The most remarkable characteristic of the system is the high rate at which it is able to utilize primary energy (natural gas)—in other words, its ability to efficiently transform fuel into energy. For example, thermal power plants are only able to generate commercial power at an energy utilization rate of approximately 40 percent*1. By contrast, a household cogeneration system ECOWILL*2 using the MCHP1.0K2 core unit developed by Honda reaches the overwhelmingly high utilization rate of 92 percent*3 (power generation efficiency: 26.3 percent; heat generation efficiency: 65.7 percent) by using recovered heat from the engine while generating 1 kilowatt of electricity. The model also offers improved quietness thanks to design features that limit engine noise and vibration. Honda incorporated sound-insulating technology used in automobile development to achieve noise values on par with a household air conditioner outdoor unit. The starting mechanism delivers smooth engine starts in a lightweight, compact design.
In addition to saving resources and lowering CO2 emissions, the ability to use fuel efficiently helps customers cut down on the cost of heating and powering their home. With each passing day, This household cogeneration units are becoming a more viable and realistic choice for homeowners reviewing their energy use.
Honda's cogeneration system received the 2011 Technology Grand Prize from the Japan Gas Association (announced in March and presented on June 14) and the COGEN Annual Award in the Technology/Innovation category at COGEN Europe (presented in Brussels on May 3).
*1: Lower heating value (LHV) standard; from Japan Gas Association data.
*2: EcoWill is a registered trademark of Osaka Gas Co., Ltd.
*3: With a MCHP1.0K2 LLC hot water temperature of 75℃; lower heating value (LHV) standard.
The gas-powered household cogeneration unit's new generating unit uses EXlink*4, a newly developed, multi-link, high-expansion-ratio engine to dramatically boost performance. High-expansion-ratio engines (also known as Atkinson cycle engines) have an expansion ratio that is higher than their compression ratio, allowing them to develop energy from fuel more efficiently. In research to increase the efficiency of engines for our power products, we had been working to develop a more compact design in which the length of the piston stroke can vary. Through a trial-and-error process, this research and development effort led to the creation of a proprietary multi-link mechanism, resulting in a compact design that could be mass-produced: the world's first Atkinson cycle engine with a multi-link mechanism.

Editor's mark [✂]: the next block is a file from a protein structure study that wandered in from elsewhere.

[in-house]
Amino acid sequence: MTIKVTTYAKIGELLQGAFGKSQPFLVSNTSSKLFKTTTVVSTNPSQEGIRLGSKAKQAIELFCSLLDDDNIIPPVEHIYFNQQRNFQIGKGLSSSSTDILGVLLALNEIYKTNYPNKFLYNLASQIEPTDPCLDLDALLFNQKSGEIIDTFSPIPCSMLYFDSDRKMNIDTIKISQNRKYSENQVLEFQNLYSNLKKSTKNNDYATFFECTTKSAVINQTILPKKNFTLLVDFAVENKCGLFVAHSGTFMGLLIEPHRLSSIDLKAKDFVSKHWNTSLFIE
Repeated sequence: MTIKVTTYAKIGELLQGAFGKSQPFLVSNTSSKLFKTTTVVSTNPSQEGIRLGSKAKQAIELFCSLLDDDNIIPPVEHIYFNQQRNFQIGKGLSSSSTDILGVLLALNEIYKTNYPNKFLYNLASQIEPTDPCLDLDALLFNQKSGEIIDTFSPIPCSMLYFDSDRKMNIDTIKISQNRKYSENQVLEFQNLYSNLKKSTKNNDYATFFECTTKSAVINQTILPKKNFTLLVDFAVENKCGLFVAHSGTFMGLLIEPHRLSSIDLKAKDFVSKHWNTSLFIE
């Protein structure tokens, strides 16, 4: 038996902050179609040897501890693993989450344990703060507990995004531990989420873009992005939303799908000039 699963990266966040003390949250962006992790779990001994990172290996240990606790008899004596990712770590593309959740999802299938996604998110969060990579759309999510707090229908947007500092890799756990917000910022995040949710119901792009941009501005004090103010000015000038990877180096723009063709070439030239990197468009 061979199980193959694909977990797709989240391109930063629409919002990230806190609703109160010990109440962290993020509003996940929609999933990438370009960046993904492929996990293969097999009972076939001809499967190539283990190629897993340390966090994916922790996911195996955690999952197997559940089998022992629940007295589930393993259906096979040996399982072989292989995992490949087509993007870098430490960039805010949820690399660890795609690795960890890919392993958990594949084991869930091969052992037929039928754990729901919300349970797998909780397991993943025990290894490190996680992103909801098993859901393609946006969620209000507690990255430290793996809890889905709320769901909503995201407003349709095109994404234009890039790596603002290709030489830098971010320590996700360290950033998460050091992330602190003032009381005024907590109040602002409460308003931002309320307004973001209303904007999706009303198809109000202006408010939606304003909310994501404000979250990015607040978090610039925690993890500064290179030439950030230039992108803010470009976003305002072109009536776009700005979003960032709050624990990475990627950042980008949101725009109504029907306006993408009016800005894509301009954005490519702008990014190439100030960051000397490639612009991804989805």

By augmenting the fuel efficiency made possible by the new EXlink engine with further efficiency gains from Honda's proprietary sine wave inverter generating technology, we increased the level of efficiency at which electricity is generated from primary energy from 22.5 percent in previous models to 26.3 percent in the new design. We also improved the thermal energy utilization rate from 63.0 percent to 65.7 percent. Thanks to these enhancements, customers can cut their heating and electricity costs by about 50,000 yen*5 per year when using the system in combination with a heating/hot water unit. As compared to a household using electricity generated via thermal power generation and a water heater burning natural gas, Honda's new system reduces CO2 emissions by about 39 percent.
By pursuing a lightweight, compact design for EXlink, for example by being able to use smaller intake parts due to the engine's low intake volume, we have been able to deliver the world's smallest cogeneration unit (as of March 31, 2011; according to Honda research).With a footprint of just 1.6 square meters and a weight of just 11 kilograms, the system can be installed even in confined spaces, allowing it to be used in a larger range of homes. Features such as low noise and vibration levels on par with those of a household air conditioner outdoor unit and a maintenance interval of 6,000 hours or about three years make the system affordable for many homes.
*4: A Honda trademark meaning "Extended Expansion Linkage Engine."
*5: Compared to a heater and hot water heater using electricity from a thermal power plant and natural gas (13A); data from a natural gas provider.